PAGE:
Problematizing My Faves:  A Conservative Remembers Allen Ginsberg

Norman Podhoretz, Ex-Friends: Falling out with Allen Ginsberg, Lionel & Diana Trilling,  Lillian Hellman, Hannah Arendt, and Norman Mailer

In a recent post, I acknowledged finally paying closer attention to the second precept of Thich Nhat Hanh’s Order of Interbeing. This means  consciously leaving my lefty, liberal echo chamber to “be open to receive others’ viewpoints.” From the mid-1980s to recently, it would never have occurred to me to read anything by Norman Podhoretz, the the intellectual force behind the right-wing magazine, Commentary.  

Last fall, I read his memoir and was struck by his pretty relentless criticism  of Allen Ginsberg, who is cited many times at this website.  I’ve offered a course on Ginsberg, loved his letters with Jack Kerouac, appreciated his literary influence, written “off” his poems, and found value in his and Anne Waldman’s work at Naropa.

I share the following in the spirit  of Simone Weil’s advice in Waiting for God: “Method of investigation— as soon as one has arrived at any position, try to find in what sense the contrary is true.”

Even as an undergraduate at Columbia, he had won my admiration with the amazing virtuosity that enabled him to turn out polished verses in virtually any style: love lyrics with an Elizabethan flavor, heroic couplets in the manner of Dryden and Pope, sonnets or rhymed stanzas reminiscent of Keats and Shelley. Now, through a fusion of Walt Whitman, Christopher Smart, William Blake, and William Carlos Williams, he had evidently found his own true voice. Hysterical and unmodulated, it was not a voice I liked; nor did I believe that the poems constituted the great literary breakthrough Ginsberg vociferously kept insisting he had achieved. 26-27

Being against what the Beat Generation stands for has to do with denying that incoherence is superior to precision; that ignorance is superior to knowledge; that the exercise of mind and discrimination is a form of death. It has to do with fighting the notion that sordid acts of violence are justifiable so long as they are committed in the name of “instinct.” It even has to do with fighting the poisonous glorification of the adolescent in American popular culture. It has to do, in other words, with one’s attitude toward intelligence itself.  28

In later life, Ginsberg would adopt a sweet and gentle persona, but there was nothing either sweet or gentle about the Allen Ginsberg I had last seen at Columbia ten years earlier, and there was even less evidence of those qualities in the Allen Ginsberg I met again that night. As an undergraduate he had been arrogant and brash and full of an in-your-face bravado; now, just into his thirties, he was still all those things and more, but there was also a fury in him that I had not detected in the past. “In those days,” as he himself would later recall, “I’d go into towering rages over literary matters because I was in the middle of a big fight with the whole New York Establishment . . . and I was on my high horse.” That night it was I in whom “the whole New York Establishment” was concentrated, and the rage was directed at me. 31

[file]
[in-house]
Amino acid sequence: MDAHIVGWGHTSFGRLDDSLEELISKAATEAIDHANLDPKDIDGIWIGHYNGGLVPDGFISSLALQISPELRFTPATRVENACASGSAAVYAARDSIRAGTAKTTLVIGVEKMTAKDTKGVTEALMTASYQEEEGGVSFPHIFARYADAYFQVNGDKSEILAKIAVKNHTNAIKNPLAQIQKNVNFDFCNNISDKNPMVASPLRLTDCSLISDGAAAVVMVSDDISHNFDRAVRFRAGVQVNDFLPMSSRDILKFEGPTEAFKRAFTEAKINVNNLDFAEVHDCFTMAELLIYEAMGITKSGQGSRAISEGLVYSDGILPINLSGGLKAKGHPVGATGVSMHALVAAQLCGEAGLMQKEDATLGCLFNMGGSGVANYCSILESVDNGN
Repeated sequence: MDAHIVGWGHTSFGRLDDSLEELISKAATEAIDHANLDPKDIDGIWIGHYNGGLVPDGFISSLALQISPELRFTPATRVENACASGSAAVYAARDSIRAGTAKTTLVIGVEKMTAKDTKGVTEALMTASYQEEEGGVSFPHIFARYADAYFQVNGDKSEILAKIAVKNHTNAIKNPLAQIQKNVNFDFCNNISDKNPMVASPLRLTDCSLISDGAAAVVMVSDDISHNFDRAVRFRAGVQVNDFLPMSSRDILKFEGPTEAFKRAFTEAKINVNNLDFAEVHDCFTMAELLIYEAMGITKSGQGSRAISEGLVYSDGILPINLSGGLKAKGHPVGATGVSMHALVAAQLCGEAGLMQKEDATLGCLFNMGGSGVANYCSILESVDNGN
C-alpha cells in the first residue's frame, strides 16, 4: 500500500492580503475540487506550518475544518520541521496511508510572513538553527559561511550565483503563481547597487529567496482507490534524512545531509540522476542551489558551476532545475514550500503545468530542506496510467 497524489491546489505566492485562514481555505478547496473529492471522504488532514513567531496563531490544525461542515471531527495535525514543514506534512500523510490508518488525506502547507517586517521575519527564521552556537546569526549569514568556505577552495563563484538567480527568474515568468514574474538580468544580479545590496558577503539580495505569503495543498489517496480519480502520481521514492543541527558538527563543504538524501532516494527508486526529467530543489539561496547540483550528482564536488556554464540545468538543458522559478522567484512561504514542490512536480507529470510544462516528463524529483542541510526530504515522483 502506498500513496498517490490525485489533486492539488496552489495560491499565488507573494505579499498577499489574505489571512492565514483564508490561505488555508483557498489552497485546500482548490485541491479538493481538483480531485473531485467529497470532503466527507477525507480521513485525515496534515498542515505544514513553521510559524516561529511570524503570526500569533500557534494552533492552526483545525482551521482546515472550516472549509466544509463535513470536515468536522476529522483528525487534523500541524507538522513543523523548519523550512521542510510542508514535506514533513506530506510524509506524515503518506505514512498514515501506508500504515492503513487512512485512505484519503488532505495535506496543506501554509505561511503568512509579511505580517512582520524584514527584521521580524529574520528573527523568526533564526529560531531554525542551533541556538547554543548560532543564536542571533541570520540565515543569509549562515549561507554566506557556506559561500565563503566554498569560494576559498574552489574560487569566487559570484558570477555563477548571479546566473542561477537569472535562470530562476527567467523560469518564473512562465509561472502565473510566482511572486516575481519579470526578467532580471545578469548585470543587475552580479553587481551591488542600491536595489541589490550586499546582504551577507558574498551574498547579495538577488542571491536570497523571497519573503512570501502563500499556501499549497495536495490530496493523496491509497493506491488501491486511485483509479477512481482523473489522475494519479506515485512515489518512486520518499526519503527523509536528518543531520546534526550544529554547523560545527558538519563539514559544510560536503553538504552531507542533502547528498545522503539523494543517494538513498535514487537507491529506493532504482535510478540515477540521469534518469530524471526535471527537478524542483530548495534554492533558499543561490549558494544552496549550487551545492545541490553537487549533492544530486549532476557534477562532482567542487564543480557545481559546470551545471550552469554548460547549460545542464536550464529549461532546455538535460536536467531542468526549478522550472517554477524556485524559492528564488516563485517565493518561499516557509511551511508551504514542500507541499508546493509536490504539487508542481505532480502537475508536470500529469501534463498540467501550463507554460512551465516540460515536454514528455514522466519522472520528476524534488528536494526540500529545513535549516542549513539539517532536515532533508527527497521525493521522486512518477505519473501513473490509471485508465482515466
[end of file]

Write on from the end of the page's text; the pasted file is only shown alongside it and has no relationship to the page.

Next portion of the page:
No doubt this consideration did play a part. (So relentless a self-promoter was Ginsberg that as he lay dying he asked his agent to do something about getting his latest collection reviewed in The New York Times Book Review.) And yet, as I could sense even then and as his weirdly unremitting fixation on me was to prove, he did crave my approval of his work, and even of his “lifestyle.” For he did not limit himself that night to literary matters or to throwing the accusation of know-nothingism back in my face. He also harped on, and expressed incredulity over, my defense of the “square” way of life (or what today would be called middle-class values) against the Beat assault. 33

Yet at the same time, I was repelled by Ginsberg’s world. In the abstract, he spoke for freedom from the oppressions of arbitrary social constraints, but his own work made no bones about the concrete consequences of this freedom: they were madness, drugs, and sexual perversity. In praising him at first for not “glamorizing” these consequences, I had failed to grasp just how radical he really was. But now I finally understood that to his antinomian mind, going mad in America was the only way to be sane, to get high on drugs was the only way to be sober, and to “scatter . . . semen freely to whomever come who may” was the only way to experience sex. 34-35